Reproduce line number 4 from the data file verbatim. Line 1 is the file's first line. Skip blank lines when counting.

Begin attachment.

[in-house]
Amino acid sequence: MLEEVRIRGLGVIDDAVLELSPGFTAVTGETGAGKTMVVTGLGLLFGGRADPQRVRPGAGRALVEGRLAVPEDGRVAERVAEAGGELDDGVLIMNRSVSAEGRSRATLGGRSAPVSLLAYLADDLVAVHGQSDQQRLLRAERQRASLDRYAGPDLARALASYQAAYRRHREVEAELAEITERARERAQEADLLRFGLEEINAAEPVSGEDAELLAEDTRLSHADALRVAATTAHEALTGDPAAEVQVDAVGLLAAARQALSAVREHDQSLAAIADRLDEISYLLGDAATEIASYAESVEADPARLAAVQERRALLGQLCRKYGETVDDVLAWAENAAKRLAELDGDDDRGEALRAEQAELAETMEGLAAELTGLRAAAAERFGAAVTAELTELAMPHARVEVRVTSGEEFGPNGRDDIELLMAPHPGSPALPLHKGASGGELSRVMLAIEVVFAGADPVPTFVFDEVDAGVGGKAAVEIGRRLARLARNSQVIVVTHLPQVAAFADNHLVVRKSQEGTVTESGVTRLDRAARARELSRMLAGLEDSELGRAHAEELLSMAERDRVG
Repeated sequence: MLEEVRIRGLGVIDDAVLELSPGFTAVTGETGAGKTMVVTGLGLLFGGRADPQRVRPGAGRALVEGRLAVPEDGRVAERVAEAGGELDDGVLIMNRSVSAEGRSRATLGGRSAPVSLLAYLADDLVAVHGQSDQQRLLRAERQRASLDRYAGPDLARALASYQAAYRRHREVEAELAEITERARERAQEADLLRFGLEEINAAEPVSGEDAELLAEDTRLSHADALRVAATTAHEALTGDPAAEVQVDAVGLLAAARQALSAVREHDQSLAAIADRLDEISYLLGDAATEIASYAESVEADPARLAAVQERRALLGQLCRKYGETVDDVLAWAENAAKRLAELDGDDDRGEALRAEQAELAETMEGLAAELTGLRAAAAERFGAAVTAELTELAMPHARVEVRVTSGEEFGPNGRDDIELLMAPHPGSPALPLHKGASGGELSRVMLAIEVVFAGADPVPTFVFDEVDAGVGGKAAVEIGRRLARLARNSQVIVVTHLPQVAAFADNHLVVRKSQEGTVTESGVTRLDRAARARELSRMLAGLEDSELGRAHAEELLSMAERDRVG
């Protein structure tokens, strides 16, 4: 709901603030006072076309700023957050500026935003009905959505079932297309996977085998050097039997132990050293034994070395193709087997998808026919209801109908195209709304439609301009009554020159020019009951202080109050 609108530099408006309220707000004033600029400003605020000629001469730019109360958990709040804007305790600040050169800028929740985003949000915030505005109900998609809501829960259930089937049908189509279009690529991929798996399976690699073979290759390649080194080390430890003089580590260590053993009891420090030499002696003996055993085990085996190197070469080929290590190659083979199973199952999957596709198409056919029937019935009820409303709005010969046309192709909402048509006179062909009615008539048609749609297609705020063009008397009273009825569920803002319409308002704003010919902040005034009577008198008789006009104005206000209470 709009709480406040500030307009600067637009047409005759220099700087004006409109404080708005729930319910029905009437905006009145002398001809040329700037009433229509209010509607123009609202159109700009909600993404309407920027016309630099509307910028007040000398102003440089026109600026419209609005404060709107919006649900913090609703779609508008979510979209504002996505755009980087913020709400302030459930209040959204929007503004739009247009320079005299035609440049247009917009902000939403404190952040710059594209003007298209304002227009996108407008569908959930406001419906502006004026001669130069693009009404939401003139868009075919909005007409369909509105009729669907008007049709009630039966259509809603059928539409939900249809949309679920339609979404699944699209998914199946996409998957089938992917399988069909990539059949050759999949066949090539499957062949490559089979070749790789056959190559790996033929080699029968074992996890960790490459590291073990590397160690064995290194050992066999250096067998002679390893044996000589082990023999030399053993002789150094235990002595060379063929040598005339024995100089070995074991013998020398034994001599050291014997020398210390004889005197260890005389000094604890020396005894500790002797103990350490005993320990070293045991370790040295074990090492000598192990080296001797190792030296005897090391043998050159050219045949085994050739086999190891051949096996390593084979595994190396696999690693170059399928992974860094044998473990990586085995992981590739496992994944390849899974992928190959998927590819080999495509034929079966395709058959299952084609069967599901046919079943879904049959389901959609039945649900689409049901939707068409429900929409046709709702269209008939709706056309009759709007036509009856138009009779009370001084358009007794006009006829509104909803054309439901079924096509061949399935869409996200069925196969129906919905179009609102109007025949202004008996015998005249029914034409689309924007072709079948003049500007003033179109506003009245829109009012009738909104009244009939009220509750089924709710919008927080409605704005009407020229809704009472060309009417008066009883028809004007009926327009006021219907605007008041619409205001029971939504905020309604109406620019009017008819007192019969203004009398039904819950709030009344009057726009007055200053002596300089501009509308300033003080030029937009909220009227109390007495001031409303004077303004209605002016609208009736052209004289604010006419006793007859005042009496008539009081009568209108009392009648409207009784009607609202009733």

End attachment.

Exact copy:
């Protein structure tokens, strides 16, 4: 709901603030006072076309700023957050500026935003009905959505079932297309996977085998050097039997132990050293034994070395193709087997998808026919209801109908195209709304439609301009009554020159020019009951202080109050 609108530099408006309220707000004033600029400003605020000629001469730019109360958990709040804007305790600040050169800028929740985003949000915030505005109900998609809501829960259930089937049908189509279009690529991929798996399976690699073979290759390649080194080390430890003089580590260590053993009891420090030499002696003996055993085990085996190197070469080929290590190659083979199973199952999957596709198409056919029937019935009820409303709005010969046309192709909402048509006179062909009615008539048609749609297609705020063009008397009273009825569920803002319409308002704003010919902040005034009577008198008789006009104005206000209470 709009709480406040500030307009600067637009047409005759220099700087004006409109404080708005729930319910029905009437905006009145002398001809040329700037009433229509209010509607123009609202159109700009909600993404309407920027016309630099509307910028007040000398102003440089026109600026419209609005404060709107919006649900913090609703779609508008979510979209504002996505755009980087913020709400302030459930209040959204929007503004739009247009320079005299035609440049247009917009902000939403404190952040710059594209003007298209304002227009996108407008569908959930406001419906502006004026001669130069693009009404939401003139868009075919909005007409369909509105009729669907008007049709009630039966259509809603059928539409939900249809949309679920339609979404699944699209998914199946996409998957089938992917399988069909990539059949050759999949066949090539499957062949490559089979070749790789056959190559790996033929080699029968074992996890960790490459590291073990590397160690064995290194050992066999250096067998002679390893044996000589082990023999030399053993002789150094235990002595060379063929040598005339024995100089070995074991013998020398034994001599050291014997020398210390004889005197260890005389000094604890020396005894500790002797103990350490005993320990070293045991370790040295074990090492000598192990080296001797190792030296005897090391043998050159050219045949085994050739086999190891051949096996390593084979595994190396696999690693170059399928992974860094044998473990990586085995992981590739496992994944390849899974992928190959998927590819080999495509034929079966395709058959299952084609069967599901046919079943879904049959389901959609039945649900689409049901939707068409429900929409046709709702269209008939709706056309009759709007036509009856138009009779009370001084358009007794006009006829509104909803054309439901079924096509061949399935869409996200069925196969129906919905179009609102109007025949202004008996015998005249029914034409689309924007072709079948003049500007003033179109506003009245829109009012009738909104009244009939009220509750089924709710919008927080409605704005009407020229809704009472060309009417008066009883028809004007009926327009006021219907605007008041619409205001029971939504905020309604109406620019009017008819007192019969203004009398039904819950709030009344009057726009007055200053002596300089501009509308300033003080030029937009909220009227109390007495001031409303004077303004209605002016609208009736052209004289604010006419006793007859005042009496008539009081009568209108009392009648409207009784009607609202009733």